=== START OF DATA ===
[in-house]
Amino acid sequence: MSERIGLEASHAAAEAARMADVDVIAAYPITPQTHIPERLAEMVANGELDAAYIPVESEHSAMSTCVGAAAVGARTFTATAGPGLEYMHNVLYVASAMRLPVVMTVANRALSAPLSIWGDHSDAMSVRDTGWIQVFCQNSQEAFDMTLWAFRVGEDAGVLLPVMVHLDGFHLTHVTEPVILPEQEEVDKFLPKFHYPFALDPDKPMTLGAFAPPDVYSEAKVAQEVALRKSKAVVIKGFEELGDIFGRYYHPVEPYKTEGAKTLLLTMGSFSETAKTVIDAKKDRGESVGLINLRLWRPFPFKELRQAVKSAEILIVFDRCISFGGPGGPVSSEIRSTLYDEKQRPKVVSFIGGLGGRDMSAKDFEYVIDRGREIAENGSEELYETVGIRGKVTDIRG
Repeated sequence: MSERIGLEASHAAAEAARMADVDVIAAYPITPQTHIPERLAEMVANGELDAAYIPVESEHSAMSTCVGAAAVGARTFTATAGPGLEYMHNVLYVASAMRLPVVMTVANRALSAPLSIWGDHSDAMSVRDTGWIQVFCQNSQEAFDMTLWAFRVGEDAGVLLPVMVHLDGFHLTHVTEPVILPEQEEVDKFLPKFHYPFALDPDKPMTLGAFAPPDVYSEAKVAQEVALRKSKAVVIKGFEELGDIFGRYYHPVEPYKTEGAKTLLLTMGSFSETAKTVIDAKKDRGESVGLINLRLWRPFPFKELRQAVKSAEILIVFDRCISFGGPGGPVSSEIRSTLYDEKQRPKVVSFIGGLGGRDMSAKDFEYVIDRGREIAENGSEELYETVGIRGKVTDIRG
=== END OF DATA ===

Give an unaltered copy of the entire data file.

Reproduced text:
[in-house]
Amino acid sequence: MSERIGLEASHAAAEAARMADVDVIAAYPITPQTHIPERLAEMVANGELDAAYIPVESEHSAMSTCVGAAAVGARTFTATAGPGLEYMHNVLYVASAMRLPVVMTVANRALSAPLSIWGDHSDAMSVRDTGWIQVFCQNSQEAFDMTLWAFRVGEDAGVLLPVMVHLDGFHLTHVTEPVILPEQEEVDKFLPKFHYPFALDPDKPMTLGAFAPPDVYSEAKVAQEVALRKSKAVVIKGFEELGDIFGRYYHPVEPYKTEGAKTLLLTMGSFSETAKTVIDAKKDRGESVGLINLRLWRPFPFKELRQAVKSAEILIVFDRCISFGGPGGPVSSEIRSTLYDEKQRPKVVSFIGGLGGRDMSAKDFEYVIDRGREIAENGSEELYETVGIRGKVTDIRG
Repeated sequence: MSERIGLEASHAAAEAARMADVDVIAAYPITPQTHIPERLAEMVANGELDAAYIPVESEHSAMSTCVGAAAVGARTFTATAGPGLEYMHNVLYVASAMRLPVVMTVANRALSAPLSIWGDHSDAMSVRDTGWIQVFCQNSQEAFDMTLWAFRVGEDAGVLLPVMVHLDGFHLTHVTEPVILPEQEEVDKFLPKFHYPFALDPDKPMTLGAFAPPDVYSEAKVAQEVALRKSKAVVIKGFEELGDIFGRYYHPVEPYKTEGAKTLLLTMGSFSETAKTVIDAKKDRGESVGLINLRLWRPFPFKELRQAVKSAEILIVFDRCISFGGPGGPVSSEIRSTLYDEKQRPKVVSFIGGLGGRDMSAKDFEYVIDRGREIAENGSEELYETVGIRGKVTDIRG